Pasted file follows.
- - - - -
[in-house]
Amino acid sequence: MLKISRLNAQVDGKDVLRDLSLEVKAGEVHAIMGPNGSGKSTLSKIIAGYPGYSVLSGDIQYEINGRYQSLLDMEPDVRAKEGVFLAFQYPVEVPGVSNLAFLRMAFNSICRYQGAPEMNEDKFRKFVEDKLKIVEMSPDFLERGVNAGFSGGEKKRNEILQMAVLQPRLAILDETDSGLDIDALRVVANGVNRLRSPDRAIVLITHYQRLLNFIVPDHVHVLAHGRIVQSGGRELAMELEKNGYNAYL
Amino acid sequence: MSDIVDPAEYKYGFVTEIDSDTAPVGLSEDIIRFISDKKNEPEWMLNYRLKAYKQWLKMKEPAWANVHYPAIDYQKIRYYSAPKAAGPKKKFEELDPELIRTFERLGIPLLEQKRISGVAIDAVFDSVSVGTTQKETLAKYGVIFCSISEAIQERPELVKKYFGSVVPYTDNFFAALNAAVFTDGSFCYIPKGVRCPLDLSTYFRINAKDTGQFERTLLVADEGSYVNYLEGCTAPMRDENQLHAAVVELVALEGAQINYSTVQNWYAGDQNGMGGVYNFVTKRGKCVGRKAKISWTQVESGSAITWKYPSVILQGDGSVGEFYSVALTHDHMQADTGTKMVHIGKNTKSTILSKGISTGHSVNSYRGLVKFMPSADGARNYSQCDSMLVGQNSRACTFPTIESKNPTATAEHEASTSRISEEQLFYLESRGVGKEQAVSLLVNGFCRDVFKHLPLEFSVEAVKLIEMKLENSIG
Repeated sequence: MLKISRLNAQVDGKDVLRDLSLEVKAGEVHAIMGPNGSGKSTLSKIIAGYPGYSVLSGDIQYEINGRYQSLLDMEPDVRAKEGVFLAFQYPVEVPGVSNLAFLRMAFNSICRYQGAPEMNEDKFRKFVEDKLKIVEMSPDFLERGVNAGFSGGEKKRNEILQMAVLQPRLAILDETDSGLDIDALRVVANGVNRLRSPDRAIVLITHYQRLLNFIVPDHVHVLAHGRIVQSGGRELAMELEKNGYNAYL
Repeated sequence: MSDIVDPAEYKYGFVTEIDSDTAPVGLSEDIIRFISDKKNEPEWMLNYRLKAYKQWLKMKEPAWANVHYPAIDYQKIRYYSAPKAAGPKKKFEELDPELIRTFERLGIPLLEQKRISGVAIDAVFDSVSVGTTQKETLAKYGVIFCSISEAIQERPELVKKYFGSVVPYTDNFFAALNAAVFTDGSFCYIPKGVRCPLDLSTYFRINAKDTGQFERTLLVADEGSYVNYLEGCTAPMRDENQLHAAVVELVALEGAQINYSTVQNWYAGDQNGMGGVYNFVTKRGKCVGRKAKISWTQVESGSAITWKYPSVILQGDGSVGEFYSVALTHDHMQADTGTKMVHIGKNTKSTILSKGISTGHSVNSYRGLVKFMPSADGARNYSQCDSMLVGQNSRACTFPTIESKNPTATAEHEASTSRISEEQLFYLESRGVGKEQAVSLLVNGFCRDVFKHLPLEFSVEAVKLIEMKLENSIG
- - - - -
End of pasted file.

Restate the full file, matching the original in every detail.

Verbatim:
[in-house]
Amino acid sequence: MLKISRLNAQVDGKDVLRDLSLEVKAGEVHAIMGPNGSGKSTLSKIIAGYPGYSVLSGDIQYEINGRYQSLLDMEPDVRAKEGVFLAFQYPVEVPGVSNLAFLRMAFNSICRYQGAPEMNEDKFRKFVEDKLKIVEMSPDFLERGVNAGFSGGEKKRNEILQMAVLQPRLAILDETDSGLDIDALRVVANGVNRLRSPDRAIVLITHYQRLLNFIVPDHVHVLAHGRIVQSGGRELAMELEKNGYNAYL
Amino acid sequence: MSDIVDPAEYKYGFVTEIDSDTAPVGLSEDIIRFISDKKNEPEWMLNYRLKAYKQWLKMKEPAWANVHYPAIDYQKIRYYSAPKAAGPKKKFEELDPELIRTFERLGIPLLEQKRISGVAIDAVFDSVSVGTTQKETLAKYGVIFCSISEAIQERPELVKKYFGSVVPYTDNFFAALNAAVFTDGSFCYIPKGVRCPLDLSTYFRINAKDTGQFERTLLVADEGSYVNYLEGCTAPMRDENQLHAAVVELVALEGAQINYSTVQNWYAGDQNGMGGVYNFVTKRGKCVGRKAKISWTQVESGSAITWKYPSVILQGDGSVGEFYSVALTHDHMQADTGTKMVHIGKNTKSTILSKGISTGHSVNSYRGLVKFMPSADGARNYSQCDSMLVGQNSRACTFPTIESKNPTATAEHEASTSRISEEQLFYLESRGVGKEQAVSLLVNGFCRDVFKHLPLEFSVEAVKLIEMKLENSIG
Repeated sequence: MLKISRLNAQVDGKDVLRDLSLEVKAGEVHAIMGPNGSGKSTLSKIIAGYPGYSVLSGDIQYEINGRYQSLLDMEPDVRAKEGVFLAFQYPVEVPGVSNLAFLRMAFNSICRYQGAPEMNEDKFRKFVEDKLKIVEMSPDFLERGVNAGFSGGEKKRNEILQMAVLQPRLAILDETDSGLDIDALRVVANGVNRLRSPDRAIVLITHYQRLLNFIVPDHVHVLAHGRIVQSGGRELAMELEKNGYNAYL
Repeated sequence: MSDIVDPAEYKYGFVTEIDSDTAPVGLSEDIIRFISDKKNEPEWMLNYRLKAYKQWLKMKEPAWANVHYPAIDYQKIRYYSAPKAAGPKKKFEELDPELIRTFERLGIPLLEQKRISGVAIDAVFDSVSVGTTQKETLAKYGVIFCSISEAIQERPELVKKYFGSVVPYTDNFFAALNAAVFTDGSFCYIPKGVRCPLDLSTYFRINAKDTGQFERTLLVADEGSYVNYLEGCTAPMRDENQLHAAVVELVALEGAQINYSTVQNWYAGDQNGMGGVYNFVTKRGKCVGRKAKISWTQVESGSAITWKYPSVILQGDGSVGEFYSVALTHDHMQADTGTKMVHIGKNTKSTILSKGISTGHSVNSYRGLVKFMPSADGARNYSQCDSMLVGQNSRACTFPTIESKNPTATAEHEASTSRISEEQLFYLESRGVGKEQAVSLLVNGFCRDVFKHLPLEFSVEAVKLIEMKLENSIG